Hundreds of South Koreans leave North before clampdown
Hundreds of South Koreans streamed out of the communist North at the weekend, expelled from a joint industrial enclave by Pyongyang in anger at the hardline policy of the conservative leader in the South, Reuters reported.
The expulsions, part of measures to tighten the border with the South, come about a week before regional powers are expected to meet in Beijing to resume talks on ending the North's nuclear arms program and compensate it with economic and energy aid.
However, a South Korean official said as many as 1,700 South Korean managers could return to the industrial zone just north of the heavily armed border from Monday, when North Korea's new border restrictions take effect.
"It appears that for the next week, as the final list of names get confirmed, there will be some flexibility," a Unification Ministry official in Seoul said on Sunday. "But the number will probably not get cut sharply."
The scaling back of the industrial park is the latest measure taken by the North since President Lee Myung-bak took office in the South in February vowing to get tough with Pyongyang and link aid to progress it makes on ending its nuclear program.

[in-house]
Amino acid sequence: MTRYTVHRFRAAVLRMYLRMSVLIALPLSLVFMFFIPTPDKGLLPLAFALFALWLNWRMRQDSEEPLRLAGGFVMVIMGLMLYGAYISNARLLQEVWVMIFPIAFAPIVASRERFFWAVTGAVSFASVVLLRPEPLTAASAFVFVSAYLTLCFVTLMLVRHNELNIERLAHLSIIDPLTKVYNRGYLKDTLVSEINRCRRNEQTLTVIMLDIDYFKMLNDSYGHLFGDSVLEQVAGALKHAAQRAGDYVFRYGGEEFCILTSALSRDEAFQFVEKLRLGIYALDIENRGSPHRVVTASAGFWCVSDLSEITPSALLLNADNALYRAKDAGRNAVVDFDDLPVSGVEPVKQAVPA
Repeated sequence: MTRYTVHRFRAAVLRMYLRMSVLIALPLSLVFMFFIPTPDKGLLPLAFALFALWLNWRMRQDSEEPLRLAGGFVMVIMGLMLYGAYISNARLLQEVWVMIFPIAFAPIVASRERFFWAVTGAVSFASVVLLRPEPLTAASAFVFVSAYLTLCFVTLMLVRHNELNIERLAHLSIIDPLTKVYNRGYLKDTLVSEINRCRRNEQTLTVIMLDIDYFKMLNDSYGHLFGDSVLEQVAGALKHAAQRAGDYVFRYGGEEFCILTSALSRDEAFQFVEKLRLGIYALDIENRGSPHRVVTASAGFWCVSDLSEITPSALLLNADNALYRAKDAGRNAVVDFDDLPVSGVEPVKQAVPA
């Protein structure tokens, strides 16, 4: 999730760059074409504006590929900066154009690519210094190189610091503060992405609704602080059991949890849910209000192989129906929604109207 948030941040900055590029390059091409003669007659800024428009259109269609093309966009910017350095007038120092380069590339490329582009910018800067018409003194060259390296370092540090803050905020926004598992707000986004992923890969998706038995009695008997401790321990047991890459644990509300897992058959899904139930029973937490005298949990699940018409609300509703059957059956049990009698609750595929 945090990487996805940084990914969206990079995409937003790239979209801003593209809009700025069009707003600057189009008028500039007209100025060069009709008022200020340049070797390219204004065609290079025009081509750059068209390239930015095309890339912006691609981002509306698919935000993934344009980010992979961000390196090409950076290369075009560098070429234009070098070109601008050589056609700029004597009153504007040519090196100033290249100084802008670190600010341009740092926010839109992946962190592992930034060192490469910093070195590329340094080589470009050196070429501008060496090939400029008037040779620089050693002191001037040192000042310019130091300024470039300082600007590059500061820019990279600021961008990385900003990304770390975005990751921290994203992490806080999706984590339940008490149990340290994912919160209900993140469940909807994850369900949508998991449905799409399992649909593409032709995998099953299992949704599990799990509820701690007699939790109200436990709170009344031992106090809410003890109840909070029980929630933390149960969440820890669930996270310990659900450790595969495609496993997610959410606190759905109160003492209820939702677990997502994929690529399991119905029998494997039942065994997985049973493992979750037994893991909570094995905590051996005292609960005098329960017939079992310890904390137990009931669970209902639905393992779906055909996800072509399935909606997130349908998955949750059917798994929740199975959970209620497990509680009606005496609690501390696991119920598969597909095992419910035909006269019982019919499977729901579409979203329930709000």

The 1,700 would be the "necessary personnel" needed to keep the factory park operating, out of the nearly 4,200 South Korean managers and officials who had previously been permitted by the North to enter it.
Some analysts saw the move as dealing a further setback to ties between the two Koreas, which are technically still at war under a truce that suspended the 1950-53 Korean War, after the North refused dialogue until Lee dropped his hardline policy.
It also deals a blow to the communist North's credibility as a business partner because South Korean firms, which have pumped hundreds of millions of dollars into the factory project, would now be reluctant to invest there.
On Friday, the last train with a sole empty cargo car crossed the border, as a rail service that moved little or no goods but was seen a symbol of reconciliation for the two states was halted after one year.
Tours to the North Korean border city of Kaesong, also started about a year ago, were suspended on Friday.
Analysts said the tours might have been viewed by reclusive North Korea as destabilizing because they allowed visitors from the South to see just how destitute their neighbor is and gave its residents a glimpse of their wealthy southern neighbors.
The Kaesong factory park, about 70 km (45 miles) from Seoul, is the only major economic connection between the two Koreas. A total of 88 South Korean firms employ more than 33,000 North Koreans there to make goods such as pots, watches and clothes.